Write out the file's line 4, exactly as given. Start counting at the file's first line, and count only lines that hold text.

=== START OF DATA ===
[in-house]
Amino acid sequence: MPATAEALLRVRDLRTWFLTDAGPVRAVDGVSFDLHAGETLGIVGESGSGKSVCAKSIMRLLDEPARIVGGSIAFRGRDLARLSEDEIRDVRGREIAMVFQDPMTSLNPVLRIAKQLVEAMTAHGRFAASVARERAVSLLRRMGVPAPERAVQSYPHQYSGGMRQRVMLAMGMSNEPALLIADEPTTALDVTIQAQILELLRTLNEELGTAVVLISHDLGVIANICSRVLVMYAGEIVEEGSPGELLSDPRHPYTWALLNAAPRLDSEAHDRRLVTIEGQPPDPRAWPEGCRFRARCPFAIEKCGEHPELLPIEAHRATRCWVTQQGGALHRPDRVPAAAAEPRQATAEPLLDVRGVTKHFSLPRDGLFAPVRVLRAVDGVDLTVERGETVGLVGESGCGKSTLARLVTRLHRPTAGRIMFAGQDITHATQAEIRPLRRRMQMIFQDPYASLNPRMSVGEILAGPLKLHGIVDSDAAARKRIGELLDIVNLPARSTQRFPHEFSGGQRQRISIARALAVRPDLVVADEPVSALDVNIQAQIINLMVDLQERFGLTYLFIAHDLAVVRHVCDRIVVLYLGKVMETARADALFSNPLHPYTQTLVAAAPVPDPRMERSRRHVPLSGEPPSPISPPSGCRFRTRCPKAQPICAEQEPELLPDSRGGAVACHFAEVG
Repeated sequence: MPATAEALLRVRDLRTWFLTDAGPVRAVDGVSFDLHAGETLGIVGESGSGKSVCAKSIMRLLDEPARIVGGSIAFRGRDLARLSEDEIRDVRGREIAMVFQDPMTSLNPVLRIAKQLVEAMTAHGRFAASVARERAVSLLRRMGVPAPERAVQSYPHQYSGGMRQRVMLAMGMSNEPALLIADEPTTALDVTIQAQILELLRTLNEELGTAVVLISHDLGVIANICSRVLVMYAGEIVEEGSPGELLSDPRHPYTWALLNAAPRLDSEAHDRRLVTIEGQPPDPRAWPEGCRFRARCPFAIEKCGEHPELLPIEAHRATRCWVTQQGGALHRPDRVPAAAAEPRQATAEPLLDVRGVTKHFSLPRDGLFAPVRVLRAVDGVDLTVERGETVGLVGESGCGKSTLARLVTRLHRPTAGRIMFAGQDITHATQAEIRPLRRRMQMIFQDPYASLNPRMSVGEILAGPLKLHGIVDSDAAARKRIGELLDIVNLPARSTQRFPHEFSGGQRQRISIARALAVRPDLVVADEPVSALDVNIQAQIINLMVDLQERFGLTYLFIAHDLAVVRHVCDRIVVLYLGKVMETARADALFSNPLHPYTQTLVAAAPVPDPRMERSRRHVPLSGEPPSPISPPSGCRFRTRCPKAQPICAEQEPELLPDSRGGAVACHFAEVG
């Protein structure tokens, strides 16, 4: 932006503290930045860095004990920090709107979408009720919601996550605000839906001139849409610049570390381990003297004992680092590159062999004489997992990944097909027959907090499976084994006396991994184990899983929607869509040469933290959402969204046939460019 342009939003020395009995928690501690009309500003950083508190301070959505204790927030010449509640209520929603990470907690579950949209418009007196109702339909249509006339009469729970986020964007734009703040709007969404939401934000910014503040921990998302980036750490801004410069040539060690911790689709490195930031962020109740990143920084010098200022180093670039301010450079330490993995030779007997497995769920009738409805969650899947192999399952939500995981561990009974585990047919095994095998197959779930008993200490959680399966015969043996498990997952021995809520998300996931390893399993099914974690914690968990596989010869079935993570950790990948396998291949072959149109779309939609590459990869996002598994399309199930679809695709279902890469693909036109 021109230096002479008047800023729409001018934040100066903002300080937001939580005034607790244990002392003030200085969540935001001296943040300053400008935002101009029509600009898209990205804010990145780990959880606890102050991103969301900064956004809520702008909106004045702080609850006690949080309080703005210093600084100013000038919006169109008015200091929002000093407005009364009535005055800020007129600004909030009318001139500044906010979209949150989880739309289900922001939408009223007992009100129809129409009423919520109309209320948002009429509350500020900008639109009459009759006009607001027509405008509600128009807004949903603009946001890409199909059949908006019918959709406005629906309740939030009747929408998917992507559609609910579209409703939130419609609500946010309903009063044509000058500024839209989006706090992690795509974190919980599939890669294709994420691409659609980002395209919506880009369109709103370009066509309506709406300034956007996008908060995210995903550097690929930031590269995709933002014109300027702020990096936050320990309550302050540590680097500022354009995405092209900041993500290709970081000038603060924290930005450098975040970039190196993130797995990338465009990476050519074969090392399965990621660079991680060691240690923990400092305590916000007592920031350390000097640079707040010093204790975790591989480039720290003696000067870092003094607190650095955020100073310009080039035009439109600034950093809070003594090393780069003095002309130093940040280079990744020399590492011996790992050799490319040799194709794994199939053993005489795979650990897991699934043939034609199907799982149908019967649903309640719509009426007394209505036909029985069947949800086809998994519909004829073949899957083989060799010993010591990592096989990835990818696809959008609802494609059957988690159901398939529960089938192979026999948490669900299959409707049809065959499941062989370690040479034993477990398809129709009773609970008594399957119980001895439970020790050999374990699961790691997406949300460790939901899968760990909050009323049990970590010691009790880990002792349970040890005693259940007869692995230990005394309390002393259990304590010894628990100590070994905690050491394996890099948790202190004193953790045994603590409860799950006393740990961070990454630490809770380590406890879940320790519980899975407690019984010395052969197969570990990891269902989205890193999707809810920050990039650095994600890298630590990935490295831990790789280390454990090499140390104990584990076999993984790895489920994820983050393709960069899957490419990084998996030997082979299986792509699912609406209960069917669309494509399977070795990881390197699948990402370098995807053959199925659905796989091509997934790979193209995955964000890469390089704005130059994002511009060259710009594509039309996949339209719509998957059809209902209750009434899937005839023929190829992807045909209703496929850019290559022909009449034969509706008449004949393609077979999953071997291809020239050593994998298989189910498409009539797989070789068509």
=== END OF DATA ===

């Protein structure tokens, strides 16, 4: 932006503290930045860095004990920090709107979408009720919601996550605000839906001139849409610049570390381990003297004992680092590159062999004489997992990944097909027959907090499976084994006396991994184990899983929607869509040469933290959402969204046939460019 342009939003020395009995928690501690009309500003950083508190301070959505204790927030010449509640209520929603990470907690579950949209418009007196109702339909249509006339009469729970986020964007734009703040709007969404939401934000910014503040921990998302980036750490801004410069040539060690911790689709490195930031962020109740990143920084010098200022180093670039301010450079330490993995030779007997497995769920009738409805969650899947192999399952939500995981561990009974585990047919095994095998197959779930008993200490959680399966015969043996498990997952021995809520998300996931390893399993099914974690914690968990596989010869079935993570950790990948396998291949072959149109779309939609590459990869996002598994399309199930679809695709279902890469693909036109 021109230096002479008047800023729409001018934040100066903002300080937001939580005034607790244990002392003030200085969540935001001296943040300053400008935002101009029509600009898209990205804010990145780990959880606890102050991103969301900064956004809520702008909106004045702080609850006690949080309080703005210093600084100013000038919006169109008015200091929002000093407005009364009535005055800020007129600004909030009318001139500044906010979209949150989880739309289900922001939408009223007992009100129809129409009423919520109309209320948002009429509350500020900008639109009459009759006009607001027509405008509600128009807004949903603009946001890409199909059949908006019918959709406005629906309740939030009747929408998917992507559609609910579209409703939130419609609500946010309903009063044509000058500024839209989006706090992690795509974190919980599939890669294709994420691409659609980002395209919506880009369109709103370009066509309506709406300034956007996008908060995210995903550097690929930031590269995709933002014109300027702020990096936050320990309550302050540590680097500022354009995405092209900041993500290709970081000038603060924290930005450098975040970039190196993130797995990338465009990476050519074969090392399965990621660079991680060691240690923990400092305590916000007592920031350390000097640079707040010093204790975790591989480039720290003696000067870092003094607190650095955020100073310009080039035009439109600034950093809070003594090393780069003095002309130093940040280079990744020399590492011996790992050799490319040799194709794994199939053993005489795979650990897991699934043939034609199907799982149908019967649903309640719509009426007394209505036909029985069947949800086809998994519909004829073949899957083989060799010993010591990592096989990835990818696809959008609802494609059957988690159901398939529960089938192979026999948490669900299959409707049809065959499941062989370690040479034993477990398809129709009773609970008594399957119980001895439970020790050999374990699961790691997406949300460790939901899968760990909050009323049990970590010691009790880990002792349970040890005693259940007869692995230990005394309390002393259990304590010894628990100590070994905690050491394996890099948790202190004193953790045994603590409860799950006393740990961070990454630490809770380590406890879940320790519980899975407690019984010395052969197969570990990891269902989205890193999707809810920050990039650095994600890298630590990935490295831990790789280390454990090499140390104990584990076999993984790895489920994820983050393709960069899957490419990084998996030997082979299986792509699912609406209960069917669309494509399977070795990881390197699948990402370098995807053959199925659905796989091509997934790979193209995955964000890469390089704005130059994002511009060259710009594509039309996949339209719509998957059809209902209750009434899937005839023929190829992807045909209703496929850019290559022909009449034969509706008449004949393609077979999953071997291809020239050593994998298989189910498409009539797989070789068509």